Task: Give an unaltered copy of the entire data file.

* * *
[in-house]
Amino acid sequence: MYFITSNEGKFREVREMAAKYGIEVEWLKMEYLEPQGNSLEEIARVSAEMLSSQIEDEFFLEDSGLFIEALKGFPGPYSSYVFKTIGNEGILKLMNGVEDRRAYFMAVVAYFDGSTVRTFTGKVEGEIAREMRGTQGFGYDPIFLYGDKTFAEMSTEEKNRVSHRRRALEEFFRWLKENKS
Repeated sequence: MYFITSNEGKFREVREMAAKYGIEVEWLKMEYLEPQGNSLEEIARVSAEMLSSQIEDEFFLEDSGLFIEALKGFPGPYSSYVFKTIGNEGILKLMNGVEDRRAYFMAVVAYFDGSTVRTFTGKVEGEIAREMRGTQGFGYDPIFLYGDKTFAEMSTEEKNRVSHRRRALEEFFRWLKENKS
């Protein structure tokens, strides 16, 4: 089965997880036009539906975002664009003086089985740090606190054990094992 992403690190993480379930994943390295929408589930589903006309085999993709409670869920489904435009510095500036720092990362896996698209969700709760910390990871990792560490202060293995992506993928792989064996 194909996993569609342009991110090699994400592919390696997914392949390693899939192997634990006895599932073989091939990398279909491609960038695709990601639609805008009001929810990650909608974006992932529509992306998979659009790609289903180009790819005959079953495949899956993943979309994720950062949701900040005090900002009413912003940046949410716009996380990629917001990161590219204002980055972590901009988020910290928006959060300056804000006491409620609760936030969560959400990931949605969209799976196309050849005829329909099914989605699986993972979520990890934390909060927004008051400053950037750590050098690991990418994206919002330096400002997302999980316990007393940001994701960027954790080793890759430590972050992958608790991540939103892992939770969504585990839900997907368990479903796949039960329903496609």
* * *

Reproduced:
[in-house]
Amino acid sequence: MYFITSNEGKFREVREMAAKYGIEVEWLKMEYLEPQGNSLEEIARVSAEMLSSQIEDEFFLEDSGLFIEALKGFPGPYSSYVFKTIGNEGILKLMNGVEDRRAYFMAVVAYFDGSTVRTFTGKVEGEIAREMRGTQGFGYDPIFLYGDKTFAEMSTEEKNRVSHRRRALEEFFRWLKENKS
Repeated sequence: MYFITSNEGKFREVREMAAKYGIEVEWLKMEYLEPQGNSLEEIARVSAEMLSSQIEDEFFLEDSGLFIEALKGFPGPYSSYVFKTIGNEGILKLMNGVEDRRAYFMAVVAYFDGSTVRTFTGKVEGEIAREMRGTQGFGYDPIFLYGDKTFAEMSTEEKNRVSHRRRALEEFFRWLKENKS
């Protein structure tokens, strides 16, 4: 089965997880036009539906975002664009003086089985740090606190054990094992 992403690190993480379930994943390295929408589930589903006309085999993709409670869920489904435009510095500036720092990362896996698209969700709760910390990871990792560490202060293995992506993928792989064996 194909996993569609342009991110090699994400592919390696997914392949390693899939192997634990006895599932073989091939990398279909491609960038695709990601639609805008009001929810990650909608974006992932529509992306998979659009790609289903180009790819005959079953495949899956993943979309994720950062949701900040005090900002009413912003940046949410716009996380990629917001990161590219204002980055972590901009988020910290928006959060300056804000006491409620609760936030969560959400990931949605969209799976196309050849005829329909099914989605699986993972979520990890934390909060927004008051400053950037750590050098690991990418994206919002330096400002997302999980316990007393940001994701960027954790080793890759430590972050992958608790991540939103892992939770969504585990839900997907368990479903796949039960329903496609």